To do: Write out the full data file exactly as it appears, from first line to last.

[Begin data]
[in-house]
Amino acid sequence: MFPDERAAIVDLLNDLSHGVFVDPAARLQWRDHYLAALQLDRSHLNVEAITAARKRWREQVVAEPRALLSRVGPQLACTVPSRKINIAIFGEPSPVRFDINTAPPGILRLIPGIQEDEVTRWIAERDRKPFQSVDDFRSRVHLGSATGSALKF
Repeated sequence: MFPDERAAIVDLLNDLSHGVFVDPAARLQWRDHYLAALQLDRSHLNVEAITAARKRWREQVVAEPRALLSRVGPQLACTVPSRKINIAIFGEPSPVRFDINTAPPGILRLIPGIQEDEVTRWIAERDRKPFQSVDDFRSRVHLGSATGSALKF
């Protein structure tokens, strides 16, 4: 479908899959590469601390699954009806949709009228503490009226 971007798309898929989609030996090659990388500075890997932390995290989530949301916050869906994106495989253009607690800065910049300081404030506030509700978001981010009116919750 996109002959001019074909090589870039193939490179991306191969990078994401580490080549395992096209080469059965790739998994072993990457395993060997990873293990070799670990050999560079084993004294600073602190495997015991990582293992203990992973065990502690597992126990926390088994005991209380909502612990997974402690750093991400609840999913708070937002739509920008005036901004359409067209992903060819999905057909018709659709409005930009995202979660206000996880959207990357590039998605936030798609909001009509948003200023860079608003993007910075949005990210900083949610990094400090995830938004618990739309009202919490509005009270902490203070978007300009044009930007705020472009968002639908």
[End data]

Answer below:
[in-house]
Amino acid sequence: MFPDERAAIVDLLNDLSHGVFVDPAARLQWRDHYLAALQLDRSHLNVEAITAARKRWREQVVAEPRALLSRVGPQLACTVPSRKINIAIFGEPSPVRFDINTAPPGILRLIPGIQEDEVTRWIAERDRKPFQSVDDFRSRVHLGSATGSALKF
Repeated sequence: MFPDERAAIVDLLNDLSHGVFVDPAARLQWRDHYLAALQLDRSHLNVEAITAARKRWREQVVAEPRALLSRVGPQLACTVPSRKINIAIFGEPSPVRFDINTAPPGILRLIPGIQEDEVTRWIAERDRKPFQSVDDFRSRVHLGSATGSALKF
């Protein structure tokens, strides 16, 4: 479908899959590469601390699954009806949709009228503490009226 971007798309898929989609030996090659990388500075890997932390995290989530949301916050869906994106495989253009607690800065910049300081404030506030509700978001981010009116919750 996109002959001019074909090589870039193939490179991306191969990078994401580490080549395992096209080469059965790739998994072993990457395993060997990873293990070799670990050999560079084993004294600073602190495997015991990582293992203990992973065990502690597992126990926390088994005991209380909502612990997974402690750093991400609840999913708070937002739509920008005036901004359409067209992903060819999905057909018709659709409005930009995202979660206000996880959207990357590039998605936030798609909001009509948003200023860079608003993007910075949005990210900083949610990094400090995830938004618990739309009202919490509005009270902490203070978007300009044009930007705020472009968002639908």